What is COAF and why is it on my credit report?

Man sitting outside on his steps, smiling and reading on his phone about what COAF means on his credit reports.Image: Man sitting outside on his steps, smiling and reading on his phone about what COAF means on his credit reports.

In a Nutshell

You may see COAF on your credit reports if you recently applied for a car loan with Capital One Auto Finance or applied for prequalification. It may also be showing up if you’re a co-applicant on a COAF auto loan.
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You may be seeing an inquiry on your credit reports from COAF if you recently purchased a car or applied for prequalification from Capital One Auto Finance.

You may also see it on your reports if you’re a co-applicant on an auto loan from this lender. Here’s what you need to know about COAF on your credit reports.

Why is COAF on my credit reports?

Capital One offers new, used and refinance auto loans through its auto finance arm, Capital One Auto Finance.

If you applied to COAF for your car financing needs, you’ll likely see the activity reflected on your credit reports as a credit inquiry (also known as a credit pull). You could also see COAF on your credit reports if you co-signed on an auto loan through Capital One Auto Finance.

Hard and soft inquiries

If you applied for prequalification with COAF, you’ll probably see a soft credit inquiry show up on your credit reports. Though a soft credit inquiry will appear, it won’t affect your credit scores.

If you liked the estimated auto loan terms you saw via prequalification and took a trip to a participating dealership, you may have completed your auto loan application, resulting in a hard credit pull. A hard credit inquiry can negatively impact your credit scores and can stay on your reports for about two years.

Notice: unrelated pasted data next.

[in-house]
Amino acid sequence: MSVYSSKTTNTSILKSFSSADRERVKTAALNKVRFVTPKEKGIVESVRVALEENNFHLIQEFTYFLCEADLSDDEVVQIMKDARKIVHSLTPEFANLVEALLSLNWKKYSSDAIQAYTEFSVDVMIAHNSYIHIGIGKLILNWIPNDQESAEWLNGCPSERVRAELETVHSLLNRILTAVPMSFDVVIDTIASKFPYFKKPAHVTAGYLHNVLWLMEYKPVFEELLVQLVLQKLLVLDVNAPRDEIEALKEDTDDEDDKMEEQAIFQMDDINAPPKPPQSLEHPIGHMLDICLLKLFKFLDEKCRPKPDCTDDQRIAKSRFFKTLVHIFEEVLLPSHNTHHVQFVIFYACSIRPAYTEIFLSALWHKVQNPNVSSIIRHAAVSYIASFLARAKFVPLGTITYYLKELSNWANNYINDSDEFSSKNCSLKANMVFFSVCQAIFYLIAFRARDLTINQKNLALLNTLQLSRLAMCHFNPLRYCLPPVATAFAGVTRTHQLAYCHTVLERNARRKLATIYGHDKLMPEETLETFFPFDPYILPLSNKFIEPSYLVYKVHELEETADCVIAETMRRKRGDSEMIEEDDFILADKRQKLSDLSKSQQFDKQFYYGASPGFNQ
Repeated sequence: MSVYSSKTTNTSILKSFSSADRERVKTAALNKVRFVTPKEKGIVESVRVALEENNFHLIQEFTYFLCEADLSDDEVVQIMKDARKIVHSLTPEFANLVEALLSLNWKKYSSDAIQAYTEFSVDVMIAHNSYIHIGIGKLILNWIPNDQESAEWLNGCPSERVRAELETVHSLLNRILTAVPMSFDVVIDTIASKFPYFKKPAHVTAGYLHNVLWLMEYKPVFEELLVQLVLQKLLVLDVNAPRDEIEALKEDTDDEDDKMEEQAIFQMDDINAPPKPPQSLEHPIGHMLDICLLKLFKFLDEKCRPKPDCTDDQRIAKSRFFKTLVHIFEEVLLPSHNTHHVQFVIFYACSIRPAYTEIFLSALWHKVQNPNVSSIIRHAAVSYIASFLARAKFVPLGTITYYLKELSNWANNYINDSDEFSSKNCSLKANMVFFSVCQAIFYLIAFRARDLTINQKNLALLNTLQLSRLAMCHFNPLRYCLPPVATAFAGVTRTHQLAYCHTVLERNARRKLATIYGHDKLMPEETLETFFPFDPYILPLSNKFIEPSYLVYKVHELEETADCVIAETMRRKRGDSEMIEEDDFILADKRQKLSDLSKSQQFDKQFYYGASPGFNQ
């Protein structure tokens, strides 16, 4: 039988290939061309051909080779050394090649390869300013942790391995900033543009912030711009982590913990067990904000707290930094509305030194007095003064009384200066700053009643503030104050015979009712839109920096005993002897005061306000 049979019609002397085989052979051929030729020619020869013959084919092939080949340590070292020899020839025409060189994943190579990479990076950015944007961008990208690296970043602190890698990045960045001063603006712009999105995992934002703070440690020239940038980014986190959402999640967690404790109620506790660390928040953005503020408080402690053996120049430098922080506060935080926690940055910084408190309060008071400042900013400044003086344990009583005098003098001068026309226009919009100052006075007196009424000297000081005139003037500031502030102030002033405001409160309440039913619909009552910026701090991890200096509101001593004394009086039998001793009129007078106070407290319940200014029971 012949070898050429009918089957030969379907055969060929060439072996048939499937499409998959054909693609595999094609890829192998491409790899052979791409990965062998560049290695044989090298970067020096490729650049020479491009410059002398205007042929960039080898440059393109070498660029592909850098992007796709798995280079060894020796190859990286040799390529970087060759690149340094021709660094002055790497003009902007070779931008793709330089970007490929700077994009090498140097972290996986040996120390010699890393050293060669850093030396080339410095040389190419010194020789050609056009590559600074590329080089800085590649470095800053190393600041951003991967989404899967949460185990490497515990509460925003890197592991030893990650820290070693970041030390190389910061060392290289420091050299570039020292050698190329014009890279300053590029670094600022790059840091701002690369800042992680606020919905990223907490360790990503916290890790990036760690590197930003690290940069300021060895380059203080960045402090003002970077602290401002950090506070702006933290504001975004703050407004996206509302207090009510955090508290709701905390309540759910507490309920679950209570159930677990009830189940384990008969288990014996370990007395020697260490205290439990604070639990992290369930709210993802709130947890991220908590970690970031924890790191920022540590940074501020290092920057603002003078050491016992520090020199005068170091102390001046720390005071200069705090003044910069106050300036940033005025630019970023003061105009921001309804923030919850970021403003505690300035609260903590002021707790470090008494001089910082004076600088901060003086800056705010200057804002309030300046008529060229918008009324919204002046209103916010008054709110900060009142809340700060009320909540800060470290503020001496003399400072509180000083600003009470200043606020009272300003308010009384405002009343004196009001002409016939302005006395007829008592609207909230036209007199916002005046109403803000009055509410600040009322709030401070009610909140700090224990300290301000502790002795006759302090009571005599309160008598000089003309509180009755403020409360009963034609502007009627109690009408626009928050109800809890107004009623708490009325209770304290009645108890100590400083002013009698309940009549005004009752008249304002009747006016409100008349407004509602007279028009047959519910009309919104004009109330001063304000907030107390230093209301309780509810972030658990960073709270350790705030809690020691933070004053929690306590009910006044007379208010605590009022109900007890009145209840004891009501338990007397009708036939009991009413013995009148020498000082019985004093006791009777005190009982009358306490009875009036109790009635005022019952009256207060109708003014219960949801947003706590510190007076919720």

It’s possible that those final terms were less than attractive and you decided to go with a different financing option — you’ll still see one or more credit inquiries on your reports.

So even if you didn’t open an auto loan with Capital One Auto Finance, both prequalification and full application with the lender would cause “COAF” to appear on your credit reports.

If you didn’t apply for an auto loan from Capital One Auto Finance and you have a hard inquiry from COAF on your reports, you may be dealing with a case of identity theft. There are some steps you should take right away if you spot an unauthorized hard inquiry on your credit reports.


How to remove a COAF hard inquiry

If you suspect that there is an incorrect hard credit inquiry on your reports, you have a right to dispute it with the major consumer credit bureaus that have reported it. Once you file your dispute, the bureaus are obligated to investigate and correct any information they identify as inaccurate.

You’re a co-applicant on a COAF auto loan

Capital One Auto Finance allows you to apply for a car loan with a co-applicant. This can come in handy if you have less-than-stellar credit and your co-applicant has a stronger credit history.

If you agreed to be a co-applicant on a COAF auto loan, you can expect to see the inquiries on your credit reports. Keep in mind that being a co-applicant can affect your credit, too.

What to do if there’s an account you don’t recognize on your credit reports

Seeing COAF show up unexpectedly on your credit reports could be confusing and stressful. Once you understand that COAF is Capital One Auto Finance, it might ease your mind, assuming you recently applied for a car loan through COAF.

But if you didn’t, and you believe COAF on your credit report is an error — or, worse, it was an unauthorized inquiry — it may be a sign of identity theft.

That’s just one of several reasons it’s a good idea to regularly check your credit reports. You can request access to your credit reports from all three of the major consumer credit bureaus for free every 12 months on annualcreditreport.com — though through at least April 2021, you’re entitled to weekly access. You can also check your free credit reports from Equifax and TransUnion anytime on Credit Karma.

About the author: Romy Ribitzky is a senior editor at Credit Karma specializing in autos, auto insurance, credit, personal loans, savings and tax. Romy is an Edward R. Murrow Award–winning journalist and a marketing leader, having hone… Read more.